Step 1: Insert the wood stakes in the ground

Place four wood posts in each corner of the pot. This will serve as the foundation for the greenhouse’s plastic bag tent, preventing the material from wrapping around the leaves.

Step 2: Water and position in a location that receives indirect sunshine

Water your plant normally — avoid overwatering. Allow indirect sunlight to reach your plant because direct sunshine will overheat the plastic bag and will most likely kill it.

Step 3: Wrap your plant in the plastic bag

Locate a plastic bag large enough to completely encase your plant. Wrap your plant in the plastic bag, ensuring that the stakes are positioned so that the leaves do not come into contact with the bag. It is acceptable if the leaves make a tiny contact with the bag. The tiny greenhouse will collect water as it evaporates and reintroduce it to the plant via water droplets.

Method 6: Planter Made of Plastic Water Bottles

Not only humans, but also plants, drink from water bottles, and this is an excellent way to recycle plastic water bottles. While this system is not extremely durable, it is one of the simplest to set up and utilize. Simply top off the bottle as necessary!

  • Advantages: Long-term solution
  • Recommended for: Indoor plants and non-succulent plants
  • 6-8 months
  • Duration of the project: five minutes

Required materials and tools:

  • Water bottles made of plastic (size varies due to plant size)
  • Nails
  • Hammer

Step 1: Punctuate the bottle with holes

Prick approximately six holes in the water bottle’s sides and approximately three holes in the water bottle’s bottom.

Step 2: Dig a hole in the soil and insert the plastic container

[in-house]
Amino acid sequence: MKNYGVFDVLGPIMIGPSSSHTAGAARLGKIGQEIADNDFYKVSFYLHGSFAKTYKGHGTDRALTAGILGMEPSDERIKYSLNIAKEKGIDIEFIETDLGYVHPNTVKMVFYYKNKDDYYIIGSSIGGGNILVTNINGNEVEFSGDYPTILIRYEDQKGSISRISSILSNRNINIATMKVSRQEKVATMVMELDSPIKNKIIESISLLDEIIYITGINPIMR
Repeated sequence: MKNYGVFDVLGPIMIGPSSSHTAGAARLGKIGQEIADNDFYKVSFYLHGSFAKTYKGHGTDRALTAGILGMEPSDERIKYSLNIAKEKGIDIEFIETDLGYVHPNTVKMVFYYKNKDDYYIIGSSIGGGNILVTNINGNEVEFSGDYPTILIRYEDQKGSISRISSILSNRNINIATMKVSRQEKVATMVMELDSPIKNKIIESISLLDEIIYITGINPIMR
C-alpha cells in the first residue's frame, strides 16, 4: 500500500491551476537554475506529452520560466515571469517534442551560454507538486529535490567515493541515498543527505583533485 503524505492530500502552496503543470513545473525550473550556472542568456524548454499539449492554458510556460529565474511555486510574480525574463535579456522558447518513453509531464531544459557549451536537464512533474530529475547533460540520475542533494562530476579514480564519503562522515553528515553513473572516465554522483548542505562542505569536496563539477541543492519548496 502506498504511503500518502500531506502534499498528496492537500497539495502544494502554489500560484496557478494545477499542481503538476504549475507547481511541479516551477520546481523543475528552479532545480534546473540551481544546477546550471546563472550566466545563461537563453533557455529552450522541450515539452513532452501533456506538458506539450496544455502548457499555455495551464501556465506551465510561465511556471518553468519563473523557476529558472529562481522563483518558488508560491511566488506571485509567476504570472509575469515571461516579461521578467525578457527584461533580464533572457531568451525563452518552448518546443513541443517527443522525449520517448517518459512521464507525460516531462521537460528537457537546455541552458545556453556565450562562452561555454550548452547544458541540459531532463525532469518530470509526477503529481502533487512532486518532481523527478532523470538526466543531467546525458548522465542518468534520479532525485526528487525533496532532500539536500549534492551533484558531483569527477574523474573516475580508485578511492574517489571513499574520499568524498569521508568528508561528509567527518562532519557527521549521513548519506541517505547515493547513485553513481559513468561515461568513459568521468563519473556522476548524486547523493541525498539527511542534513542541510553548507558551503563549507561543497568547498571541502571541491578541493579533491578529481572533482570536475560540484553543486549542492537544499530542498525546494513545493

Water your plant’s soil beforehand to ensure that your plant does not drink all of the water in the bottle, extending the life of the self-watering method. Insert the plastic bottle into a hole in the dirt, leaving around an inch or two of the water bottle exposed.

Step 3: Fill the water container to the brim

Fill the bottle halfway with water and close it tightly to prevent the water from evaporating and instead draining into the plant. This method is ideal for plant owners who are away for an extended weekend or who do not water their plants daily. This approach may be repeated by simply refilling the water bottle.

Plants That Require Little Maintenance

If setting up an automatic watering system is not your cup of tea, here is a list of plants that will remain vibrant and cheerful after being neglected for a few weeks. Even though these plants do not require watering for extended periods of time, it is safer to keep them out of direct sunlight to extend their life. Certain plants thrive in low light. These plants have been shown to be tolerant of persons without green thumbs.

  • Aerial Plants
  • Anthuriums
  • Bamboo
  • Bromeliads
  • Kalanchoes
  • Tree of Money
  • Orchids
  • Lily of the Peace
  • Pothos Species
  • Cacti
  • Succulents

After determining which DIY self-watering planter is the greatest match, you can finally relax and enjoy your vacation without worrying about how to water your plants. Do not be alarmed if one of your plants appears droopy upon your return; there are methods for reviving houseplants, ensuring that you do not lose any of your plant buddies for good!